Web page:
621 F2d 901 National Labor Relations Board v. Midland National Life Insurance Company
621 F.2d 901
104 L.R.R.M. (BNA) 2293, 88 Lab.Cas. P 12,049
NATIONAL LABOR RELATIONS BOARD, Petitioner,
MIDLAND NATIONAL LIFE INSURANCE COMPANY, Respondent.
United States Court of Appeals,
Submitted April 16, 1980.
Decided May 7, 1980.
Rehearing Denied June 26, 1980.
Lafe E. Solomon, Atty., N. L. R. B., Washington, D. C., argued, William A. Lubbers, Gen. Counsel, John E. Higgins, Jr., Deputy Gen. Counsel, Robert E. Allen, Acting Associate Gen. Counsel and Elliott Moore, Deputy Associate Gen. Counsel, Washington, D. C., on brief, for petitioner.
Steven Miller, Minneapolis, Minn., argued, Martin L. Garden, Minneapolis, Minn., on brief, for respondent.
Before LAY, Chief Judge, ROSS, Circuit Judge, and LARSON, District Judge.*
The National Labor Relations Board petitions for enforcement of its Decision and Order of August 9, 1979, pursuant to Section 10(e) of the National Labor Relations Act, 29 U.S.C. § 151 et seq. In its decision, the Board adopted the findings and conclusions of the Administrative Law Judge and held that Midland National Life Insurance Company had violated Section 8(a)(1) of the Act.1
The alleged violations occurred during an election campaign in which Local No. 1665 of the Retail Clerks International Union sought representation of the employees of the insurance company. The record demonstrates that prior to the election, both the union and the company campaigned vigorously. Four letters from the president of the company were distributed to the employees which explained the company's position on some of the crucial questions involved in the election: employee evaluations, salary increases, summer hours and other established benefits. The union president sent at least one mailgram to rebut the company's stand on these issues, and the mailgram was read by company supervisors to the employees. Although the company's letters were carefully drafted, the Board adopted the Administrative Law Judge's finding that the letters clearly expressed threats of reprisal and loss of benefits if the union were to win the election, and implied promises of future benefits if the union were to lose.2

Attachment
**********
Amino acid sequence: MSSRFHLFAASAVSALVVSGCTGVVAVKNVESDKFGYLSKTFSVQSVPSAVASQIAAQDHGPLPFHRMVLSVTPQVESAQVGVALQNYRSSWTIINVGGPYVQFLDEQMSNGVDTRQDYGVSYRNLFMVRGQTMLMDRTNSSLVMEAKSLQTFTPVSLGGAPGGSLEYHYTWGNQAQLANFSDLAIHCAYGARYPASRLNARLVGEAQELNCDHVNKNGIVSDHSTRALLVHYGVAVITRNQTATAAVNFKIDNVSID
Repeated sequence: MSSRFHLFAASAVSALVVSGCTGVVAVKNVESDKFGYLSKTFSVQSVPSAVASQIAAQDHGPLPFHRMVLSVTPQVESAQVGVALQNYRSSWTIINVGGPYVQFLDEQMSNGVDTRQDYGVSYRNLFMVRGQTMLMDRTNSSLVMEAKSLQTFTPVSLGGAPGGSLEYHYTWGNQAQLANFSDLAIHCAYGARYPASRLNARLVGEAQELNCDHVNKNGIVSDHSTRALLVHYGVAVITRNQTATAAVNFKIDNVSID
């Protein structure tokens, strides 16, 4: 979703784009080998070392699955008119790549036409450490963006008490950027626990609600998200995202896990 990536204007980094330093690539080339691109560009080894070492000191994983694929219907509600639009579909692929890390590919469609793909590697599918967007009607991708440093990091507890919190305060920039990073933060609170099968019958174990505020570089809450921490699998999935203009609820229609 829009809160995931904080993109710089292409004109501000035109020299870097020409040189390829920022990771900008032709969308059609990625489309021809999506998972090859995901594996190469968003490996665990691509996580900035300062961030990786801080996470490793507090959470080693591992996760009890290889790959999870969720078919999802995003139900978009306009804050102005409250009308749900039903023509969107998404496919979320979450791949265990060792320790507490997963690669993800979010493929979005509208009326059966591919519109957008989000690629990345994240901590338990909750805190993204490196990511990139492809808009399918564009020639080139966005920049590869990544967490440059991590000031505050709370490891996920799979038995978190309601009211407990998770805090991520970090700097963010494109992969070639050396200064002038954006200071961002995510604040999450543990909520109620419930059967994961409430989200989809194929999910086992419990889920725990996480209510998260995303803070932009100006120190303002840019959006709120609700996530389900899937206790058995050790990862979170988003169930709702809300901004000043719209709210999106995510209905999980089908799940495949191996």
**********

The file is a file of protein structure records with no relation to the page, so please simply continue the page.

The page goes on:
In addition to the letter campaign, the company's supervisors sought out employees and offered to answer their questions about the election and clarify any misunderstandings about the company's position. The testimony of several employees was credited by the Administrative Law Judge as proof that three of the supervisors actually threatened employees with loss of salary increases and other benefits in violation of Section 8(a)(1) of the Act. The Board adopted these findings of the Administrative Law Judge.
The remaining findings which were adopted by the Board involve the company's treatment of Lita Bonciolini, who was reprimanded for engaging in campaign activities on behalf of the union. Bonciolini was restricted to her desk until after the election, and was threatened with discharge if she chose to leave that immediate area. These actions, taken by two vice presidents of the insurance company, were also found to have violated Section 8(a)(1) of the Act.
We have reviewed the record and the applicable case law, and we conclude that the Board's order must be enforced. In reaching this conclusion, however, we refrain from expressing any opinion as to whether the letters from the company president contain threats of reprisal or promises of benefits. There is sufficient evidence in the record to sustain the Board's order without reference to the content of the letters, and we therefore refrain from ruling on that specific issue.
We have examined the respondent's other arguments on appeal and find them to be without merit. Accordingly, with the one noted exception, we adopt the findings of the Board and grant enforcement of its Decision and Order of August 9, 1979, pursuant to Rule 14 of the Rules of this court.
The Honorable EARL R. LARSON, Senior United States District Judge for the District of Minnesota, sitting by designation
29 U.S.C. § 158(a) reads, in part, as follows:
It shall be an unfair labor practice for an employer
(1) to interfere with, restrain, or coerce employees in the exercise of the rights guaranteed in section 157 of this title * * *.
29 U.S.C. § 158(c) reads as follows:
The expressing of any views, argument, or opinion, or the dissemination thereof, whether in written, printed, graphic, or visual form, shall not constitute or be evidence of an unfair labor practice under any of the provisions of this subchapter, if such expression contains no threat of reprisal or force or promise of benefit.